Benchmarks closed in the red on Thursday following continuing worries over June rate hike. Minutes from Federal Open Market Committee’s (FOMC) April policy meeting that was released on Wednesday indicated a rate hike was likely in June. Meanwhile, comments made by some Fed officials further added to investor woes. The S&P 500 closed at its lowest level since March and turned negative for the year.
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The Dow Jones Industrial Average (DJI) decreased 0.5% to close at 17,435.40. The S&P 500 fell 0.4% to close at 2,040.04. The tech-laden Nasdaq Composite Index closed at 4,712.53, losing 0.6%. The fear-gauge CBOE Volatility Index (VIX) increased 2.4% to settle at 16.33. A total of around 7.2 billion shares were traded on Thursday, lower than the last 20-session average of 7.3 billion shares. Decliners outpaced advancing stocks on the NYSE. For 69% stocks that declined, 28% advanced.
Minutes of the FOMC’s April two-day policy meeting indicated that most Fed officials were optimistic about a rate hike in Fed’s June meeting. Moreover, New York Fed President William Dudley said he is “quite pleased” to see strong possibilities of a rate hike in June-July. Dudley also said the Fed is “on track to satisfy a lot of the conditions” for a rate rise. He added that if he sees that his own forecast “is sort of on track” then he thinks that “a tightening in the summer, the June-July time frame is a reasonable expectation.”
Also, Richmond Fed President Jeffrey Lacker showed support for a June rate hike, after “risks from global and financial developments having virtually entirely dissipated.” Lacker previously wanted a rate hike in April, and now agreed that “the case would be very strong for raising rates in June.” Comments from Dudley and Lacker had a negative impact on key U.S. indexes.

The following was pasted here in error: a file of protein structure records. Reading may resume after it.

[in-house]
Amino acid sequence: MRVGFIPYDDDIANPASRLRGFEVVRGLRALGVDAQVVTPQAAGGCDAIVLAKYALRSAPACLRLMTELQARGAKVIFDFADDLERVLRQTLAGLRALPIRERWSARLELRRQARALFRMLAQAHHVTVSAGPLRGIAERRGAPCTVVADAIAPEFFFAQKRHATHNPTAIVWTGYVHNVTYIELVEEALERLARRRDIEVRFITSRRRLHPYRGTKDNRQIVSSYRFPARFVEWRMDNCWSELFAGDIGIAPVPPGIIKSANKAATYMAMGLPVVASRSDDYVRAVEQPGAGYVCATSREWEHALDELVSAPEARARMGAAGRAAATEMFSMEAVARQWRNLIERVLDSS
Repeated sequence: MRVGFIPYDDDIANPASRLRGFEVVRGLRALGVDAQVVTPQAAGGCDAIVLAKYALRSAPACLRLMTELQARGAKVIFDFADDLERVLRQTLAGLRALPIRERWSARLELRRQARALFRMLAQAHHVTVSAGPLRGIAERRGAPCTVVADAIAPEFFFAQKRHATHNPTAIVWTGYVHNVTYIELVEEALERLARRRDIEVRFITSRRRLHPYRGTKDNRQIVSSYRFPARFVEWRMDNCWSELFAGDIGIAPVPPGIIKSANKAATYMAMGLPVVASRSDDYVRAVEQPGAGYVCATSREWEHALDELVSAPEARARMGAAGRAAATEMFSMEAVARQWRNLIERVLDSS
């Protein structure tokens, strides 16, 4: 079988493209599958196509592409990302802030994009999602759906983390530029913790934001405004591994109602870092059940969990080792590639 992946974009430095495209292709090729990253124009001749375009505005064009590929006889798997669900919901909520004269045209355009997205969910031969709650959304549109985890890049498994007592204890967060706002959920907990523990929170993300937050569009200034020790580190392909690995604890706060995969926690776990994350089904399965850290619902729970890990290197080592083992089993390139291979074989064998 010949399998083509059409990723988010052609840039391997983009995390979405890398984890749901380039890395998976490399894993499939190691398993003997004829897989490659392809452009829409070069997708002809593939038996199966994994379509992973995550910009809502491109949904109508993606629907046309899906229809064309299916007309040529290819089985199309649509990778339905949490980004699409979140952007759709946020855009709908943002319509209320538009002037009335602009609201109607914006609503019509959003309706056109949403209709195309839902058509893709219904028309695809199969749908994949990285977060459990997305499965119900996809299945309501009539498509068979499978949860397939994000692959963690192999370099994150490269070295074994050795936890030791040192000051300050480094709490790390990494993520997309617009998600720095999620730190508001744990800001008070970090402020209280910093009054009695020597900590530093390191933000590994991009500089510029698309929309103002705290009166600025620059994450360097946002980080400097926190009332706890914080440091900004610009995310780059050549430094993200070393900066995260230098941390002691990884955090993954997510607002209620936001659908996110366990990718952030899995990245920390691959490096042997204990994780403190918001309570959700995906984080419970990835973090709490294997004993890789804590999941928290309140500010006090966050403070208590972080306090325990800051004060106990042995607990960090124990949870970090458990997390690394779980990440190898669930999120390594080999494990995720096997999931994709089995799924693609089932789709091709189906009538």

Despite rising rate hike possibilities, the Financial Select Sector SPDR (XLF) declined 1%, emerging as the worst performer in the S&P 500 sectors. Top holdings from the sector such as Bank of America Corporation (BAC), Wells Fargo & Company (WFC), Citigroup Inc. (C) and Berkshire Hathaway Inc. (BRK.B) fell 1.1%, 0.6%, 18% and 0.5%, respectively. Dow components JPMorgan Chase & Co ( JPM) and Goldman Sachs Group, Inc. (GS) decreased 1% and 3.3%, respectively.
Also, the Industrial Select Sector SPDR (XLI) fell 0.9% and was the second biggest loser among the S&P 500 sectors. Some of the key stocks from this sector including Raytheon Company (RTN), Lockheed Martin Corporation ( LMT), Caterpillar Inc. (CAT) and Union Pacific Corporation (UNP) declined 1%, 1.1%, 1.6% and 1.3%, respectively. Dow components General Electric Company (GE), 3M Company (MMM), United Technologies Corporation (UTX) and Boeing Company (BA) decreased 0.8%, 1.1%, 0.8% and 2.2%, respectively.
In earnings news, Wal-Mart Stores Inc’s (WMT) shares jumped 9.6% after its fiscal first quarter 2017 earnings per share and total revenue of 98 cents and $115.9 billion beat the Zacks Consensus Estimates of 88 cents and $112.7 billion, respectively. Meanwhile, the company’s U.S. same-store sales (comps) for the 13-week period ending Apr 29 increased 1%, preceded by a 1.1% growth in comps in the prior-year quarter.
Gains in Wal-Mart helped the led the Consumer Staples Select Sector SPDR ETF (XLP) to increase 1%. Key consumer staples stocks including Procter & Gamble Company (PG), Costco Wholesale Corporation ( COST) and Kraft Heinz Company (KHC) rose 0.4%, 1% and 2.2%, respectively.
In economic news, the U.S Department of Labor reported that seasonally adjusted initial claims decreased 16,000 to 278,000 in the week ending May 14, falling for the first time in last four weeks. Initial claims remained below 300,000 for 63 consecutive weeks, its longest stretch since 1973. However, initial claims were more than the consensus estimate of 266,500. Also, the 4-week moving average came in at 275,750, compared to 268,250 reported last week.
Further, Leading Indicators Index advanced 0.6% in April, higher than consensus estimate of 0.4%. This reading follows an increase of 0.2% in March. However, the Philadelphia Fed’s business conditions index came in at -1.8 in May, compared to -1.6 in April.
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